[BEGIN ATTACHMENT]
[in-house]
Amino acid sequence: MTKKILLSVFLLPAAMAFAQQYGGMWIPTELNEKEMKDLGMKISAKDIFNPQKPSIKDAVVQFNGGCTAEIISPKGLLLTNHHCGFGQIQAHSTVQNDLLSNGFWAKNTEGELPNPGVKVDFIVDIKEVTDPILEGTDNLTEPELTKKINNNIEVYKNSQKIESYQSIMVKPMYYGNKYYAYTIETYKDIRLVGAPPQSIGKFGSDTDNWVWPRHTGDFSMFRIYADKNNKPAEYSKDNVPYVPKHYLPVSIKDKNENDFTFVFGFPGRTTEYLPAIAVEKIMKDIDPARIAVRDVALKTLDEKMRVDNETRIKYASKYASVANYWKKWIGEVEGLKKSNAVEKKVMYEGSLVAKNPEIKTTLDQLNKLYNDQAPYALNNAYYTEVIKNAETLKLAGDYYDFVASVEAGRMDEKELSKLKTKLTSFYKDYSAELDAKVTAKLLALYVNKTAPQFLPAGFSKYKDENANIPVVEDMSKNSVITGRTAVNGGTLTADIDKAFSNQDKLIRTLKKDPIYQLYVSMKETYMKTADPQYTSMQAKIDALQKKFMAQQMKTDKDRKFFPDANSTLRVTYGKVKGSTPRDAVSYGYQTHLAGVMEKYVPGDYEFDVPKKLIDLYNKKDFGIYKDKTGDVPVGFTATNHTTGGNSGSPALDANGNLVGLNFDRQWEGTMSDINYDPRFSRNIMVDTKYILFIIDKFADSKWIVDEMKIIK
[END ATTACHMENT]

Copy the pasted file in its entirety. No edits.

[in-house]
Amino acid sequence: MTKKILLSVFLLPAAMAFAQQYGGMWIPTELNEKEMKDLGMKISAKDIFNPQKPSIKDAVVQFNGGCTAEIISPKGLLLTNHHCGFGQIQAHSTVQNDLLSNGFWAKNTEGELPNPGVKVDFIVDIKEVTDPILEGTDNLTEPELTKKINNNIEVYKNSQKIESYQSIMVKPMYYGNKYYAYTIETYKDIRLVGAPPQSIGKFGSDTDNWVWPRHTGDFSMFRIYADKNNKPAEYSKDNVPYVPKHYLPVSIKDKNENDFTFVFGFPGRTTEYLPAIAVEKIMKDIDPARIAVRDVALKTLDEKMRVDNETRIKYASKYASVANYWKKWIGEVEGLKKSNAVEKKVMYEGSLVAKNPEIKTTLDQLNKLYNDQAPYALNNAYYTEVIKNAETLKLAGDYYDFVASVEAGRMDEKELSKLKTKLTSFYKDYSAELDAKVTAKLLALYVNKTAPQFLPAGFSKYKDENANIPVVEDMSKNSVITGRTAVNGGTLTADIDKAFSNQDKLIRTLKKDPIYQLYVSMKETYMKTADPQYTSMQAKIDALQKKFMAQQMKTDKDRKFFPDANSTLRVTYGKVKGSTPRDAVSYGYQTHLAGVMEKYVPGDYEFDVPKKLIDLYNKKDFGIYKDKTGDVPVGFTATNHTTGGNSGSPALDANGNLVGLNFDRQWEGTMSDINYDPRFSRNIMVDTKYILFIIDKFADSKWIVDEMKIIK